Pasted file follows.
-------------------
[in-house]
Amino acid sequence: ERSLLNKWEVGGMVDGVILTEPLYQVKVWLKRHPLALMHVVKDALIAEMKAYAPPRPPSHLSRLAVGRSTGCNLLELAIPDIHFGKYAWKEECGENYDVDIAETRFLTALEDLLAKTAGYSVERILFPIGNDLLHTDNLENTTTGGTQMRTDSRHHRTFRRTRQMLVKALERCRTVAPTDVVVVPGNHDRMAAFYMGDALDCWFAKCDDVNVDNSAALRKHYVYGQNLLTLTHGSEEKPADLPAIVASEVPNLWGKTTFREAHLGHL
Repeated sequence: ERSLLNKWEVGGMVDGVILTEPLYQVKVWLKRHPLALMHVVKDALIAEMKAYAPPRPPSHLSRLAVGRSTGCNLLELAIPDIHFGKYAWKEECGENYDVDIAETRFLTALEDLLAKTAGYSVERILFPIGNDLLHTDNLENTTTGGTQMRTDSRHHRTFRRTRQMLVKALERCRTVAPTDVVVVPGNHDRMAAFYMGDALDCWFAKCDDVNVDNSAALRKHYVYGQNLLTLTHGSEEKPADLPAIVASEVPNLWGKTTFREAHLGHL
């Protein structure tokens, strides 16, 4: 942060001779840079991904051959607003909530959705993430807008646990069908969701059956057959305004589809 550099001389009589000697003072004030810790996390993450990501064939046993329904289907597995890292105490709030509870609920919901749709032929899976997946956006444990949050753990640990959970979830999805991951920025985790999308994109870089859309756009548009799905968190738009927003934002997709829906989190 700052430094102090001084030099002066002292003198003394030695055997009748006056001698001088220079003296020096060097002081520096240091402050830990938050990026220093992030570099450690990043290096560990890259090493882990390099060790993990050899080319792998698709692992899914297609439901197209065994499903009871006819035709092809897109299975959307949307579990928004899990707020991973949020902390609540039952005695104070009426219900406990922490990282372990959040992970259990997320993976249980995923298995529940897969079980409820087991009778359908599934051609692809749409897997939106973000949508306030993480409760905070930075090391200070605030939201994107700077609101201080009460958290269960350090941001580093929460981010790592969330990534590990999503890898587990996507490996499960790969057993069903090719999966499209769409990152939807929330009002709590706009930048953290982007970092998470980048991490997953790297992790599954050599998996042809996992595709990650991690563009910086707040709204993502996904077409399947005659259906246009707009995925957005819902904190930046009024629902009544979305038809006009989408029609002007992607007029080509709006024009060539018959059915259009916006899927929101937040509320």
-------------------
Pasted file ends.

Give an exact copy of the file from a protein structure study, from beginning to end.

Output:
[in-house]
Amino acid sequence: ERSLLNKWEVGGMVDGVILTEPLYQVKVWLKRHPLALMHVVKDALIAEMKAYAPPRPPSHLSRLAVGRSTGCNLLELAIPDIHFGKYAWKEECGENYDVDIAETRFLTALEDLLAKTAGYSVERILFPIGNDLLHTDNLENTTTGGTQMRTDSRHHRTFRRTRQMLVKALERCRTVAPTDVVVVPGNHDRMAAFYMGDALDCWFAKCDDVNVDNSAALRKHYVYGQNLLTLTHGSEEKPADLPAIVASEVPNLWGKTTFREAHLGHL
Repeated sequence: ERSLLNKWEVGGMVDGVILTEPLYQVKVWLKRHPLALMHVVKDALIAEMKAYAPPRPPSHLSRLAVGRSTGCNLLELAIPDIHFGKYAWKEECGENYDVDIAETRFLTALEDLLAKTAGYSVERILFPIGNDLLHTDNLENTTTGGTQMRTDSRHHRTFRRTRQMLVKALERCRTVAPTDVVVVPGNHDRMAAFYMGDALDCWFAKCDDVNVDNSAALRKHYVYGQNLLTLTHGSEEKPADLPAIVASEVPNLWGKTTFREAHLGHL
């Protein structure tokens, strides 16, 4: 942060001779840079991904051959607003909530959705993430807008646990069908969701059956057959305004589809 550099001389009589000697003072004030810790996390993450990501064939046993329904289907597995890292105490709030509870609920919901749709032929899976997946956006444990949050753990640990959970979830999805991951920025985790999308994109870089859309756009548009799905968190738009927003934002997709829906989190 700052430094102090001084030099002066002292003198003394030695055997009748006056001698001088220079003296020096060097002081520096240091402050830990938050990026220093992030570099450690990043290096560990890259090493882990390099060790993990050899080319792998698709692992899914297609439901197209065994499903009871006819035709092809897109299975959307949307579990928004899990707020991973949020902390609540039952005695104070009426219900406990922490990282372990959040992970259990997320993976249980995923298995529940897969079980409820087991009778359908599934051609692809749409897997939106973000949508306030993480409760905070930075090391200070605030939201994107700077609101201080009460958290269960350090941001580093929460981010790592969330990534590990999503890898587990996507490996499960790969057993069903090719999966499209769409990152939807929330009002709590706009930048953290982007970092998470980048991490997953790297992790599954050599998996042809996992595709990650991690563009910086707040709204993502996904077409399947005659259906246009707009995925957005819902904190930046009024629902009544979305038809006009989408029609002007992607007029080509709006024009060539018959059915259009916006899927929101937040509320």